April 16, 2008

4/15-4/16, Flicker, Kestrel, Egret and a Hawk Switch-Off

Stormin' Norman
Stormin' Norman, Early Wednesday Evening

No sign of the hawks when I passed by the Cathedral at about 6:00 p.m., and no interesting birds at the Morningside Park pond when I passed by there. So over to the northwest corner of Central Park to see if I could either spot one of the Cathedral hawks hunting or perhaps the juvenile red-tail who's been hanging about the Pool recently.

Lots of bird sound atop the Great Hill and the North Woods. Who's that perching on the side of a tree and peering at the bark? A woodpecker? It pokes its head out of the shade and it's a male yellow-shafted northern flicker.

Northern Flicker

Bird guides say flickers like to eat ants from the ground, but this one is knocking on the tree a bit.

Northern Flicker

But in a rather desultory fashion. None of the authoritative manner I'm used to hearing woodpeckers apply. If I didn't have my hearing aids in I wouldn't hear him at all.

Northern Flicker

Otherwise, no particularly interesting bird sightings. Plenty of curious bird calls, i.e., the kind I don't recognize.

Passing by the Cathedral nest site at 7:30 I notice a small bird land on the scaffolding directly above the red-tail nest. Wondering what kind of bird is dumb and/or courageous enough to land so close to a hawk nest, I snap off a pick before it takes off a few seconds later. Ah! A little help from Photoshop reveals it's a kestrel!?

Cathedral Kestrel

(PS. James later told me that he had seen the red-tail Norman hunting down in the Douglass Houses at 104th St. around 7:00.)

Again no sign of hawk activity when I pass by the nest around 6:00. But today there's a great egret in the park pond. Barely have I arrived then it tries to spear a fish, and goes so deep that it almost looks like it's about to go swimming. It comes up with a good-sized goldfish.

Great Egret and Goldfish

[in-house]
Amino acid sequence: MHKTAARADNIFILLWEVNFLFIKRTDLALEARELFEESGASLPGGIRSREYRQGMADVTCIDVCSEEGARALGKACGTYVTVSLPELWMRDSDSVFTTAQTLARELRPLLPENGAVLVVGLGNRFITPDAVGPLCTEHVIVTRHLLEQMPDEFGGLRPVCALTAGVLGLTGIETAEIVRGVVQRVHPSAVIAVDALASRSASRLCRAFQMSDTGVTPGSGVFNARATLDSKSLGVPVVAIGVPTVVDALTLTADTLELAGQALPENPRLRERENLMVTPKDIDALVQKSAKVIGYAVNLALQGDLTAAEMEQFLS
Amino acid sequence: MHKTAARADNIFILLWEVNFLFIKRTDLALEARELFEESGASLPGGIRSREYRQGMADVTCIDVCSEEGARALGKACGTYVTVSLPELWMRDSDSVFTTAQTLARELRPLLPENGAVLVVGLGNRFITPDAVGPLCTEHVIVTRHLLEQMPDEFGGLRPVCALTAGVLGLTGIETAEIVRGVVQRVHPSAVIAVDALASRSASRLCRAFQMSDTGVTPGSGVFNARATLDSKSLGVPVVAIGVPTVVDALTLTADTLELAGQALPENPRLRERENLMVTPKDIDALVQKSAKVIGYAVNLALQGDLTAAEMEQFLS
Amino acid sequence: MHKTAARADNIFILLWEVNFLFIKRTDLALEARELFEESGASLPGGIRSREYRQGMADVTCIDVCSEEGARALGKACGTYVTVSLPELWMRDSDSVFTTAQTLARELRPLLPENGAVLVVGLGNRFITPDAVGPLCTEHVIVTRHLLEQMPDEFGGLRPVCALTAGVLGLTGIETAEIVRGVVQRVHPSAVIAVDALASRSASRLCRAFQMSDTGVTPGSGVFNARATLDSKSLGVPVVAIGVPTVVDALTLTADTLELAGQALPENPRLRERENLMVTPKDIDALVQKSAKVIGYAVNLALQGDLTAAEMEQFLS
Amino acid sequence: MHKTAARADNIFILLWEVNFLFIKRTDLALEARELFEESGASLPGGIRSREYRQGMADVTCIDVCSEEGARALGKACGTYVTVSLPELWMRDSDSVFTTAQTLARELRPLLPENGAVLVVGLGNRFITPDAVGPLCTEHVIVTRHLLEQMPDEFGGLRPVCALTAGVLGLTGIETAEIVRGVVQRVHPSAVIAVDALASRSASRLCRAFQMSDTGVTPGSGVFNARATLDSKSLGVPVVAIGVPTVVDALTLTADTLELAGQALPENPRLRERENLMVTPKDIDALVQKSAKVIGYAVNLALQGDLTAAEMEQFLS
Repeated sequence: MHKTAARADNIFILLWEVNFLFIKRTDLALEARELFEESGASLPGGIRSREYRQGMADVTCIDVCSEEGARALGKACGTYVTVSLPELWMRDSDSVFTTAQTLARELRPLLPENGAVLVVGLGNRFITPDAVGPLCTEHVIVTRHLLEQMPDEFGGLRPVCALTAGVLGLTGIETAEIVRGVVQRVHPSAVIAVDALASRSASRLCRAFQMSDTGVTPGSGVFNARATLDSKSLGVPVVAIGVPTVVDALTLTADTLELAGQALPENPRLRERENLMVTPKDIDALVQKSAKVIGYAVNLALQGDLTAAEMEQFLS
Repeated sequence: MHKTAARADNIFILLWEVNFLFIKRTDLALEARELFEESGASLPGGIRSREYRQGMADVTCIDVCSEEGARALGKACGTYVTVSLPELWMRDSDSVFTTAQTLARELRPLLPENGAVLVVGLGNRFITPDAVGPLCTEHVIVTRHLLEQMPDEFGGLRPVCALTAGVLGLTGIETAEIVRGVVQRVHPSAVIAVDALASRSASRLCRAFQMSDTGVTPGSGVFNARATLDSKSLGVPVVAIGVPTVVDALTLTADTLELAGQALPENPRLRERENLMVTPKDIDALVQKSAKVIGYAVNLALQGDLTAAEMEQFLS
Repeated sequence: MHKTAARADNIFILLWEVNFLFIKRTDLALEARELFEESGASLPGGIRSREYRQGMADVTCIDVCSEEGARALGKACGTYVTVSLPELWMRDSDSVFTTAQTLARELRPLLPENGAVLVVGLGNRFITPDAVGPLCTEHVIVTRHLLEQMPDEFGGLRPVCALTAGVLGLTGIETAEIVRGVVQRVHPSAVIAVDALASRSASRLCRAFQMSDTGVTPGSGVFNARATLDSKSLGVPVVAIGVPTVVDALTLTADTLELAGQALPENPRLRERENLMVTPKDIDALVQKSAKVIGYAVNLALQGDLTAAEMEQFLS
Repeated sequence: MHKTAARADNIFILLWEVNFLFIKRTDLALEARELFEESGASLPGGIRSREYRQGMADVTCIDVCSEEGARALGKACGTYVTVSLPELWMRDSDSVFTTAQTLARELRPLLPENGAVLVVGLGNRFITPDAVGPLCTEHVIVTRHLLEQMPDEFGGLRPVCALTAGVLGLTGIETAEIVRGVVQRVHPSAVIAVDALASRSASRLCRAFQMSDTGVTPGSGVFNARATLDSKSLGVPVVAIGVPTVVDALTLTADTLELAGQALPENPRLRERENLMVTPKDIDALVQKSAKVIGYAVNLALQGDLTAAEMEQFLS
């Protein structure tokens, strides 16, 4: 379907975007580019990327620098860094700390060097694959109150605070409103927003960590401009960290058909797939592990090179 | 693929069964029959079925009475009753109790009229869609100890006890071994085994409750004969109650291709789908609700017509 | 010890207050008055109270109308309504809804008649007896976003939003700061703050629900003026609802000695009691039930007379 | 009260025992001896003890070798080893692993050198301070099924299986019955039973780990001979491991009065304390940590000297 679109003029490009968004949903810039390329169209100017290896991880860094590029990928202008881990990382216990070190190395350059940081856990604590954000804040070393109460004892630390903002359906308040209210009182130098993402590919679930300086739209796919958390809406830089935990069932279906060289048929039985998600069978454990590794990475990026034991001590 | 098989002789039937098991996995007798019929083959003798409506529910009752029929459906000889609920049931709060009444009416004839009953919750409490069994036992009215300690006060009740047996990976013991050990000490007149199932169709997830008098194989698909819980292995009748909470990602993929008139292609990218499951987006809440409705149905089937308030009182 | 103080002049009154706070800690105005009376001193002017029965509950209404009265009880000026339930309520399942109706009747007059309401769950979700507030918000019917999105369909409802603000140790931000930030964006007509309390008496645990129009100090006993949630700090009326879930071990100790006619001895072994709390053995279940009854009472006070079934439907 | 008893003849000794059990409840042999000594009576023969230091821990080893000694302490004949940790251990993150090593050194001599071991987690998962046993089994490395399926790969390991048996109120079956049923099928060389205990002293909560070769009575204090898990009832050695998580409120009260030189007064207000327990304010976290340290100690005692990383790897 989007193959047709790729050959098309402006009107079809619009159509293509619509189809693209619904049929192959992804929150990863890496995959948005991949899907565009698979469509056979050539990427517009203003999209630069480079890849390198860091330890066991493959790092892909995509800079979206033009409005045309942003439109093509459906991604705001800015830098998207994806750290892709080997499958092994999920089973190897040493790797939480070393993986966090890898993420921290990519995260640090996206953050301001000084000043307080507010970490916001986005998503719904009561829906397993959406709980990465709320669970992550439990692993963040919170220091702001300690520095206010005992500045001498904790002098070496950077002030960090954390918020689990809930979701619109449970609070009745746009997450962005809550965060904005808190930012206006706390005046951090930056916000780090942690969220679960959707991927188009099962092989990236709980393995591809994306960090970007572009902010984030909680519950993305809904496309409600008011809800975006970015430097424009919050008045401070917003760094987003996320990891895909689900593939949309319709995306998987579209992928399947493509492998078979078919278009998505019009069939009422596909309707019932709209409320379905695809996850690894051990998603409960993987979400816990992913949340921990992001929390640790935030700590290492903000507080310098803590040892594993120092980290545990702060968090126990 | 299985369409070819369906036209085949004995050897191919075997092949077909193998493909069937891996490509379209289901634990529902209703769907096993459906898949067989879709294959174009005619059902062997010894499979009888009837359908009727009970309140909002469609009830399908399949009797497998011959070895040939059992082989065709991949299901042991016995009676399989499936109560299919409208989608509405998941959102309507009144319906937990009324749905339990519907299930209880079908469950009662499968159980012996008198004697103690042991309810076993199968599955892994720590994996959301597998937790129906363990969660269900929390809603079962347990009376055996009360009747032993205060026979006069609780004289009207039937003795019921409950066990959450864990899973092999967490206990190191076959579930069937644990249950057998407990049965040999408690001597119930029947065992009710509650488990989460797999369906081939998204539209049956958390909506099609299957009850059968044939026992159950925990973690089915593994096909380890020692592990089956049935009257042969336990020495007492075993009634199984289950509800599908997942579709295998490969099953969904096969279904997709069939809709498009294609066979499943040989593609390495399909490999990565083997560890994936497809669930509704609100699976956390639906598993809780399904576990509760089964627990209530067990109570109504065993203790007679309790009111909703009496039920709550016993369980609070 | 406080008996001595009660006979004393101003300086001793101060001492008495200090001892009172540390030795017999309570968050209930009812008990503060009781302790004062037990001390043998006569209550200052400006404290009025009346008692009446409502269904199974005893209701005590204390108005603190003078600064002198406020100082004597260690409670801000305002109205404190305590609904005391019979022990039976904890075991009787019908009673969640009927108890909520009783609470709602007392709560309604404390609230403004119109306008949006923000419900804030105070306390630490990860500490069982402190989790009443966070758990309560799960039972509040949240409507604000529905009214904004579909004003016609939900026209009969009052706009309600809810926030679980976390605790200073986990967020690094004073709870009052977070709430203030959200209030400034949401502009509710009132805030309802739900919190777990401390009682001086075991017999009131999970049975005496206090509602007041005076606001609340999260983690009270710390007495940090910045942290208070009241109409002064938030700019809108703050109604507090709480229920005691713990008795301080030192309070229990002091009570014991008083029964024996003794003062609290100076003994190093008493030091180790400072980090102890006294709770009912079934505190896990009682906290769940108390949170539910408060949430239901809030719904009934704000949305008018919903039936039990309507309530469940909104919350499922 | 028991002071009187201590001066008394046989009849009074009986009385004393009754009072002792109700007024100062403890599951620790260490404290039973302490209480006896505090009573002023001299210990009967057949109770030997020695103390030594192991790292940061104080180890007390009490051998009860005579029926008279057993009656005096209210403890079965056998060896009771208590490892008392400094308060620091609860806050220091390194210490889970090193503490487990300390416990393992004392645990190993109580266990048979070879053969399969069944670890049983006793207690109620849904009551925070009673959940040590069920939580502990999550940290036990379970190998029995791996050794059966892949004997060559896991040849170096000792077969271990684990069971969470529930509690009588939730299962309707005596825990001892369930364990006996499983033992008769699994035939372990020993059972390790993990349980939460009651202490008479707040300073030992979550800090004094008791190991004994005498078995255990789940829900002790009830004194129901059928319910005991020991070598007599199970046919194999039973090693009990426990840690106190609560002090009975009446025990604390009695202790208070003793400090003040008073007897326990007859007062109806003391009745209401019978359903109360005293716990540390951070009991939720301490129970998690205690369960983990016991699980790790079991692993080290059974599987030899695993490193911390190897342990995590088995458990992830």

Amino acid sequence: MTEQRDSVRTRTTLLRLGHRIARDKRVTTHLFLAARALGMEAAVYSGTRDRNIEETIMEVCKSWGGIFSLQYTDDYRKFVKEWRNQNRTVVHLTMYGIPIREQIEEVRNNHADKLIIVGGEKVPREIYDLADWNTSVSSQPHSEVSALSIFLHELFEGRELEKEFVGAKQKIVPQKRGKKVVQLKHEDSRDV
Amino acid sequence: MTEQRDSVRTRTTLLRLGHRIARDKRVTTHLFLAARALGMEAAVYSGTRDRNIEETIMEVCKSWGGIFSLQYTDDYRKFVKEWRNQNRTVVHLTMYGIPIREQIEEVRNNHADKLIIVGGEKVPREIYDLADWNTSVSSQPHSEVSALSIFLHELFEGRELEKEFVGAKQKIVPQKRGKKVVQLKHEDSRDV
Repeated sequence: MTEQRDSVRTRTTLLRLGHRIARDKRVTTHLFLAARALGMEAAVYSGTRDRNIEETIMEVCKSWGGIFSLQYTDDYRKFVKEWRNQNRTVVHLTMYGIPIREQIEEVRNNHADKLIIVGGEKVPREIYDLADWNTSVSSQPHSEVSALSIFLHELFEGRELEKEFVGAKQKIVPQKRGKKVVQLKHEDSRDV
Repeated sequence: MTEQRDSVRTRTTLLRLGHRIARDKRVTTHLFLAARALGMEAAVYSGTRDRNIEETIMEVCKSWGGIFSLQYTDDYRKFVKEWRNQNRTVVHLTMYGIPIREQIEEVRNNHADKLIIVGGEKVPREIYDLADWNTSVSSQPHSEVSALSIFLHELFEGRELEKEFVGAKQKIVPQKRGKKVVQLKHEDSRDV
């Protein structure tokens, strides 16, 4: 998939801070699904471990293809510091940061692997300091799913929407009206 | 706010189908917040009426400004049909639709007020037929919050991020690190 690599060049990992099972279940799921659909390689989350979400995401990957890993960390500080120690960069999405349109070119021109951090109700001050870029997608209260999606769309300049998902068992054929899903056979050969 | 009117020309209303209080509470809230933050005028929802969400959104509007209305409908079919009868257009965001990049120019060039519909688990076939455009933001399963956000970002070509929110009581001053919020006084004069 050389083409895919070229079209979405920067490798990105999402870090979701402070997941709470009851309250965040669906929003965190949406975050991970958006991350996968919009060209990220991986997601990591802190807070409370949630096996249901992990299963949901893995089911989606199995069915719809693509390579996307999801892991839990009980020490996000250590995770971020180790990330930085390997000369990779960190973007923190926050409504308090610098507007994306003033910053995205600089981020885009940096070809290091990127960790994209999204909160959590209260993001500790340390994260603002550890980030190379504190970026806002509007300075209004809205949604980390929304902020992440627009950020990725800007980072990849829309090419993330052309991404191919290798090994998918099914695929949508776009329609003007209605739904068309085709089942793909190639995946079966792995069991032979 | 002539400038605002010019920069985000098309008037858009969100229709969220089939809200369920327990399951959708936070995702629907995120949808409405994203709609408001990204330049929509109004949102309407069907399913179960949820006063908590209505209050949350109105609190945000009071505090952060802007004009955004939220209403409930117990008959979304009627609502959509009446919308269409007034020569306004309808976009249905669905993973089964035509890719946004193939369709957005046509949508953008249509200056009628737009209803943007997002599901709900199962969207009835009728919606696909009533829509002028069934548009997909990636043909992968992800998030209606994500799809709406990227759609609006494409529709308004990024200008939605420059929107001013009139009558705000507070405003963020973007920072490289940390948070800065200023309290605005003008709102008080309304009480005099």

It takes some work, but the egret manages to get the fish lined up so that it can go down in a single gulp.

Great Egret and Goldfish

The egret hangs around the north end of the pond for another 10 minutes, perched on a submerged log (the pond water level has been fairly high the last few days). Perhaps it hears something, because it takes off and then after circling around a couple times for altitude, it joins another egret flying past. The pair head off together toward Central Park, possibly to Harlem Meer.

I depart also, but on climbing back up to Morningside Drive, I see a hawk fluttering onto the scaffolding by the nest.

Isolde on the Cathedral Scaffolding

Based on the coloring, it's a bit hard to tell if this is Isolde returning from dinner or else Stormin' Norman coming in to take a turn at egg duty. (And give credit to James for giving the name Norman a bit more pizzazz.) Initially I suspect it's Norman, but when later viewing pix I finally remember to check the eye color. They're dark and deep, so it's Isolde.

She perches to the right of the nest for a minute, then switches over to the left side.

Isolde on the Cathedral Scaffolding

She eyes things to see if she can simply hop into the south entrance, but after a moment leaps off the scaffolding...

Isolde Returns to Her Nest

flies up to 113th St. and then does a U-turn and flies into the north side of the nest. She looks down to see how things are going, then around.

Isolde Returns to Her Nest

Once things meet with her approval, she hops in and instantly Norman pops out of the south side of the nest. He flies up to the hospital roof and perches on an eave. (Again, I intiially thought this might be Isolde, and perhaps there was a meal left there for her.) Then up to the pointy roof to get some air under his wings.

Norman atop St. Luke's

And then leaps.

Norman Leaves St. Luke's

He curls around to the north and out of sight behind the hospital.

And indeed that seems like a good time to leave.

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